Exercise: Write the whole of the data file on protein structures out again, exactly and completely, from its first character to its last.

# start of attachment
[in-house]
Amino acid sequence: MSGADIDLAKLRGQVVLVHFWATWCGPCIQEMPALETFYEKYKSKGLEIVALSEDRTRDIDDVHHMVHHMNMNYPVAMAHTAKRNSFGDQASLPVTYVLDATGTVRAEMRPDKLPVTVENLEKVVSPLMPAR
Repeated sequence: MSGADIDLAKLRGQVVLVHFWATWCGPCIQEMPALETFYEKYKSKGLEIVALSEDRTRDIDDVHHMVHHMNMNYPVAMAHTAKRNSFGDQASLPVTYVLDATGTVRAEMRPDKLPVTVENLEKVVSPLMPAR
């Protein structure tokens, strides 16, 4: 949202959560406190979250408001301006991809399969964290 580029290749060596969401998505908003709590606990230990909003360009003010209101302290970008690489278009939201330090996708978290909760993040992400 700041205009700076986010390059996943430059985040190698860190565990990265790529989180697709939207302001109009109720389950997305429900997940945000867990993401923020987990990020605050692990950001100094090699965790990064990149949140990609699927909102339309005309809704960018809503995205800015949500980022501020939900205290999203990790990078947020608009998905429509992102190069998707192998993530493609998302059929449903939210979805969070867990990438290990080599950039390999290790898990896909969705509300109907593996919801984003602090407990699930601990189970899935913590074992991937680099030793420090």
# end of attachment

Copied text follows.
[in-house]
Amino acid sequence: MSGADIDLAKLRGQVVLVHFWATWCGPCIQEMPALETFYEKYKSKGLEIVALSEDRTRDIDDVHHMVHHMNMNYPVAMAHTAKRNSFGDQASLPVTYVLDATGTVRAEMRPDKLPVTVENLEKVVSPLMPAR
Repeated sequence: MSGADIDLAKLRGQVVLVHFWATWCGPCIQEMPALETFYEKYKSKGLEIVALSEDRTRDIDDVHHMVHHMNMNYPVAMAHTAKRNSFGDQASLPVTYVLDATGTVRAEMRPDKLPVTVENLEKVVSPLMPAR
């Protein structure tokens, strides 16, 4: 949202959560406190979250408001301006991809399969964290 580029290749060596969401998505908003709590606990230990909003360009003010209101302290970008690489278009939201330090996708978290909760993040992400 700041205009700076986010390059996943430059985040190698860190565990990265790529989180697709939207302001109009109720389950997305429900997940945000867990993401923020987990990020605050692990950001100094090699965790990064990149949140990609699927909102339309005309809704960018809503995205800015949500980022501020939900205290999203990790990078947020608009998905429509992102190069998707192998993530493609998302059929449903939210979805969070867990990438290990080599950039390999290790898990896909969705509300109907593996919801984003602090407990699930601990189970899935913590074992991937680099030793420090």